Missed Music

Music you didn’t know you needed…until now.

Spotty Electronica with some great moments from Ernest Gonzales

On the Exponential Records website, Ernest Gonzales tells us that growing up in Texas as the only child of an electrician and a Home Depot customer service rep, he spent his childhood on video games, drawing trees, making bow and arrows, too much MTV, and pizza pockets. While he was in school, he used extra scholarship money to buy his first drum machine, and since then has been developing his talents creating electronic music.

Ernest Gonzales Self Awakening

It feels like a full band could turn a disc with some great ideas into a great disc.

Ernest Gonzales already has eight releases under his belt, but I must confess I have never heard any of them. His ninth release is a seven-track EP entitled “Self Awakening.” I was a bit worried when the disc began, because the first track, ‘Self Awakening,’ was only mildly interesting. Clean guitar picks out a simple melody with a steady programmed beat and a plodding bass line. The song undergoes no crescendos and no additional melodic lines are introduced after the first minute. It’s a pleasant enough song, but not very engaging.

Then I saw the second track is called ‘Self Awakening (Faunts Remix)‘ and I began to see some of the interest. The same basic idea is in there, but this song sounds very different. The beat is more Rock-oriented. The clean guitar is accompanied this time by stomping fuzzy bass and some keyboards. The song moves through several passages, becoming large and driving before it dwindles back to where it started.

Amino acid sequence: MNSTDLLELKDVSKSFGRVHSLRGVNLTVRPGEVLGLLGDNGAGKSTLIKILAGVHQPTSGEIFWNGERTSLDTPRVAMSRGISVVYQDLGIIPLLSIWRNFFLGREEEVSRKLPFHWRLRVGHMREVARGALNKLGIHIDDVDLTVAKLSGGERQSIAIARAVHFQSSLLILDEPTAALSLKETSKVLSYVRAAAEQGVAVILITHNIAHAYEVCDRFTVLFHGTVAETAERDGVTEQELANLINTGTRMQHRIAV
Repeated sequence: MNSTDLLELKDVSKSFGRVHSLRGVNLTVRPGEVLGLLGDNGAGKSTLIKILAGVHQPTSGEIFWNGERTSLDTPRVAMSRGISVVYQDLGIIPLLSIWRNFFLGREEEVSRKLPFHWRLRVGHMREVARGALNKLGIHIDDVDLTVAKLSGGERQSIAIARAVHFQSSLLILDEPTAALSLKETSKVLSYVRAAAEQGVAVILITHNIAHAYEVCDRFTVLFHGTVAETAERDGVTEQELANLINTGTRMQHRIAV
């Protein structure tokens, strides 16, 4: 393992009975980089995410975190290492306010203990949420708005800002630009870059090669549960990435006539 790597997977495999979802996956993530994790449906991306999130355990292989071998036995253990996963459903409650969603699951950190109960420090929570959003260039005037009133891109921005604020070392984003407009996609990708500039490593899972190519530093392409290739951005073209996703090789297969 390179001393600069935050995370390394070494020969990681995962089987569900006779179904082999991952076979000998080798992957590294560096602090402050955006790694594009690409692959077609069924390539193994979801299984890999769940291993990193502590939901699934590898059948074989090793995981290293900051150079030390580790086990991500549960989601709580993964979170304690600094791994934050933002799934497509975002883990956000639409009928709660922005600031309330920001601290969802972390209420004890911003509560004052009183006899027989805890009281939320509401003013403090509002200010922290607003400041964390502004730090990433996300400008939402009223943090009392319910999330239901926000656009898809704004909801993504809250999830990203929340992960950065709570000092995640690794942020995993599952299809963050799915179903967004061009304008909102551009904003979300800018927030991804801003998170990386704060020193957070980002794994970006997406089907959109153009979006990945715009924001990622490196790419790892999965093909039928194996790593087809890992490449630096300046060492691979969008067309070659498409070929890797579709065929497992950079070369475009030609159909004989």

Self Awakening (Take Cover)’ is so different it is barely identifiable as the same song. Between the techno percussion, synthesized sound effects, and disjointed vocal samples, all that remains is the chord progression. The other versions were electronic, but this one is Electronica. The first three tracks on ‘Self Awakening’ are an interesting study in theme and variation.

The fourth track, ‘Upon the 19th Day (Cyne Cover),’ features quiet keyboards, synthetic cello, and echoing percussion and reminds me of French New Age musician Jean Michel Jarre, except it is the backdrop for a rap. This track didn’t do much for me because the rhythm of the rap never changes and each line rhymes once at the end. Neither the music nor the lyrics nor the vocal performance are strong enough to really carry a song.

The next track, ‘We Can Live in the Forest,’ has several lines of plucked bass and guitar backed by unwavering electronic percussion. This track needs more but I’m not sure what it needs more of. Ideas, I guess. It is thin and repetitive. Listen to the Amazon sample and you’ve heard the whole song. ‘I’m Here You’re There (Mexicans with Guns Remix)’ is straight up Electronica, possibly aspiring to Rave music. The disc is rounded out with ‘Etchasketch Trees (Yppah Remix),’ a danceable song with dreamy keyboards and wailing guitar in the background.

The second and third ‘Self Awakening’ and ‘Etchasketch Trees’ have some interesting moments, but overall ‘Self Awakening’ suffers from a lack of complexity. The melodies are simple, the production and effects are often gimmicky and derivative, and the arrangements don’t shake things up enough. There are some good ideas in this music, but it felt like it needed either more time being refined and fleshed out or the input of more musicians to add depth and texture.

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November 11, 2009 - Posted by | Chillout, Electronica, Hip Hop

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